Before the novel coronavirus spread throughout the country, indigenous communities already faced healthcare obstacles. With limited access to water and an underfunded, understaffed health care system, the Navajo community faced their own crisis before COVID-19 affected their community, according to NBC News. Michelle Tom, an indigenous doctor on the front lines, shared that due to a lack of plumbing, tribe members travel miles across Navajo Nation to a community center where they fill a water tank for their family. "You're saying 20 seconds of washing your hands with water," Tom said. "We have to haul our water. … We do not have plumbing. And that's how I grew up.”
The Navajo Nation is the largest tribal reservation in the country and spreads across Arizona, New Mexico, and Utah. According to the Navajo Nation Department of Water Resources, approximately 30% of homes on the Navajo reservation, which is home to more than 170,000 residents, do not have access to clean and safe drinking water. These individuals resort to local utilities for water, which can sometimes be closed for multiple days in the week. As the community faces curfews put in place in an effort to stop the spread of the virus, individuals face further hardships in accessing clean water.
Tom treats coronavirus patients at the Winslow Indian Health Care Center in Arizona, as well as on the Navajo reservation; she is one of the few doctors in her community on the front lines. Prior to the spread of the virus in the community, Tom told NBC News, supplies were already scarce; Tom has access to only two ventilators. "We cater to 17,000 Navajo, and people come from Apache, Hopi, as far as three hours away," Tom said. "Our resources are limited. Rural medicine is hard enough. We've always been short-staffed in general."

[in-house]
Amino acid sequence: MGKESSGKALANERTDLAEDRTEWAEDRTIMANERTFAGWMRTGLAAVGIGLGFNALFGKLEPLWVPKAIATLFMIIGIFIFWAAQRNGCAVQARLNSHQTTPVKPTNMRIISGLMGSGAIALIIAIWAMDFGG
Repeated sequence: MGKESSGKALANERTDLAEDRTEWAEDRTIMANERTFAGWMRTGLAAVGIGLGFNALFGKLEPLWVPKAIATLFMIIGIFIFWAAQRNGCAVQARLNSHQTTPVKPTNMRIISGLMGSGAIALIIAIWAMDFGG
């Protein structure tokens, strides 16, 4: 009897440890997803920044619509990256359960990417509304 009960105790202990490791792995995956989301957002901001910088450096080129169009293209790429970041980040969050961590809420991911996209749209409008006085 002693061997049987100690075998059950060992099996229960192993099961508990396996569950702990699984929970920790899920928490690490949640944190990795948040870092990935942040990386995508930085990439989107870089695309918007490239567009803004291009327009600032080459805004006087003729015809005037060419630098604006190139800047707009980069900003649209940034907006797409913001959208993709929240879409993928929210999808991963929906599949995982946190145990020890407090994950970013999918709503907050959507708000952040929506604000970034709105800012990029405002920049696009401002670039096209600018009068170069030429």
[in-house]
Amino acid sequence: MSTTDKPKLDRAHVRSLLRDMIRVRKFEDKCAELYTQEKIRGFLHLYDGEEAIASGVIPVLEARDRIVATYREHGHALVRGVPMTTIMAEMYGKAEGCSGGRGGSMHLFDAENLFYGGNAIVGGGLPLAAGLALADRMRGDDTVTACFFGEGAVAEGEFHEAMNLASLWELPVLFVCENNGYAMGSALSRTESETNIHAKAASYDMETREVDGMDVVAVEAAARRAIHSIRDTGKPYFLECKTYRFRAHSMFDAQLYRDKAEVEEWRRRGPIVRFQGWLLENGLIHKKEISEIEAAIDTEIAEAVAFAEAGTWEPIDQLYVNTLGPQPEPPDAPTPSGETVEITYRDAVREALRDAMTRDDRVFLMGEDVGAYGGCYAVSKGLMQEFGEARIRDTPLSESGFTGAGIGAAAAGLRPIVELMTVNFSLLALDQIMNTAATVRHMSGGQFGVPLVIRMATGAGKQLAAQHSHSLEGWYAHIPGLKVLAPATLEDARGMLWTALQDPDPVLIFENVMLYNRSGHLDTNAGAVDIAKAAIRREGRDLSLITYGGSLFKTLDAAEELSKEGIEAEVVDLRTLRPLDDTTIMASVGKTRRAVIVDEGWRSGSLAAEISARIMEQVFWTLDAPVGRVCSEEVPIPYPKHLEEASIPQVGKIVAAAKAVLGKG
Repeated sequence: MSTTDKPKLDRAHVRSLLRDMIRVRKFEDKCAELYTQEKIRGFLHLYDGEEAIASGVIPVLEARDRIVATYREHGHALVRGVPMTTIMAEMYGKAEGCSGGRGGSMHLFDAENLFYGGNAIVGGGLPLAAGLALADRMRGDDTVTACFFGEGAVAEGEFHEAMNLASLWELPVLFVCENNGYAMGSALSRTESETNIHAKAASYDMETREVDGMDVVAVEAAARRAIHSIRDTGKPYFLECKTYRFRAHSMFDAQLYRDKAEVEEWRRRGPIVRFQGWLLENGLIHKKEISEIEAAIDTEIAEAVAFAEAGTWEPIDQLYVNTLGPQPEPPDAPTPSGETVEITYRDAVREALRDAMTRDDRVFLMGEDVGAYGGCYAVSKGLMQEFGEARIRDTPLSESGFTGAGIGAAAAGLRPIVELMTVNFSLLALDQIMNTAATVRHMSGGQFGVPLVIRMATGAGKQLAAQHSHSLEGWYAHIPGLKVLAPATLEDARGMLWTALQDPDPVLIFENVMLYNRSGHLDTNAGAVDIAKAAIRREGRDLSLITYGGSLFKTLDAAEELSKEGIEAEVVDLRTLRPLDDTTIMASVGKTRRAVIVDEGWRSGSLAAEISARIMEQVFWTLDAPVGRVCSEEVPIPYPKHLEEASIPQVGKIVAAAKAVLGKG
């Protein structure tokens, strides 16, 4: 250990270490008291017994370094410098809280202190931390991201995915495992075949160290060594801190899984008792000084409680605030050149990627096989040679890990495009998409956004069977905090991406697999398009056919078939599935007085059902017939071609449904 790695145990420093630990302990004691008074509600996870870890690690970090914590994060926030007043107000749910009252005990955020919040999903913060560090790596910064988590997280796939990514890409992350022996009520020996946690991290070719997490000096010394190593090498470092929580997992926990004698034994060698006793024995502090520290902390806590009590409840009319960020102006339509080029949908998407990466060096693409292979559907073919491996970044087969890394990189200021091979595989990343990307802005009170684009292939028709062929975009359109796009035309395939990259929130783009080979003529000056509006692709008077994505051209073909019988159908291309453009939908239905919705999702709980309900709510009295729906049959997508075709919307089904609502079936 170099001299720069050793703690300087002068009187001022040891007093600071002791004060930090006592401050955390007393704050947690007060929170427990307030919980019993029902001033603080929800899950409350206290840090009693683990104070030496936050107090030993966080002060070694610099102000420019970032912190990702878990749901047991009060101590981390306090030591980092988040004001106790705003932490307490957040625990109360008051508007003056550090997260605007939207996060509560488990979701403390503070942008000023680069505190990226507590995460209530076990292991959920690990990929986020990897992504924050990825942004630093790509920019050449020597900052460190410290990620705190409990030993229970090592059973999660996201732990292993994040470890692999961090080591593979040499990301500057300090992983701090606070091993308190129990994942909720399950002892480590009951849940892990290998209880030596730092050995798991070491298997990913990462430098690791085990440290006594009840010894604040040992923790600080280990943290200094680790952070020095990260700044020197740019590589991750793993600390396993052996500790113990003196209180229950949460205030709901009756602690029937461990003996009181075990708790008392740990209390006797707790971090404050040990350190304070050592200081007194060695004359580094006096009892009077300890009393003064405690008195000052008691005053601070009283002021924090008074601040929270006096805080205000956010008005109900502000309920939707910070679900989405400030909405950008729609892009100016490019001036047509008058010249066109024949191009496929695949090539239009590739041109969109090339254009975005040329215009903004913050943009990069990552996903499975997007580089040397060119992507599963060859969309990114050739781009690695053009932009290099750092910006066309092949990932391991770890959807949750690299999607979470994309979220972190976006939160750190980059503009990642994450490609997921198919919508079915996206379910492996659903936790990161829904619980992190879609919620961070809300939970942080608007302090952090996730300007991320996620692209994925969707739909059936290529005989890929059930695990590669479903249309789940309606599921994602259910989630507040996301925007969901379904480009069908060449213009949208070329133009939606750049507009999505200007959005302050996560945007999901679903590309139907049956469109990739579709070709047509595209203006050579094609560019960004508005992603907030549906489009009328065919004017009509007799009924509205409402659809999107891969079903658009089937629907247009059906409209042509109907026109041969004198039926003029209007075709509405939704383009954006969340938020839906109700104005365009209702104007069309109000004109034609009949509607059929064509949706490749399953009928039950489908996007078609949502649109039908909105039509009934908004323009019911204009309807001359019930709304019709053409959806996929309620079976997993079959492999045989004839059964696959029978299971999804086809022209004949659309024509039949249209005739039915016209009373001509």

To stay healthy and prevent spread, Tom has purchased her own protective equipment including a suit, goggles, and face shield, NBC News reported. Due to the pandemic, Tom has had to cut off having physical contact with her family. She is currently living with a co-worker to prevent a possible spread in her community.
Last month, the tribe confirmed its first case of COVID-19. Since then at least 1,197 Navajo residents have tested positive for the virus and 44 have died as a result of the pandemic, officials said. According to NBC News, data based on reported cases and the 2010 census found that people of the Navajo Nation are testing for the virus at a rate that is nine times greater than people in the entire state of Arizona.
While the U.S. government had the obligation to provide health care to all indigenous people, medical supplies and care remain inadequate. "Because of the land that the tribes ceded to the United States, the United States has a trust responsibility to Indian tribes, and health care is one of those," New Mexico Rep. Deb Haaland said according to NBC News. She fought to include indigenous tribes in the Coronavirus Aid, Relief, and Economic Security (CARES) Act because the White House had not allocated any relief for tribes. While advocacy groups estimated that tribes would need at least $20 billion, the legislation provides $8 billion for Native American and Alaska Native tribes.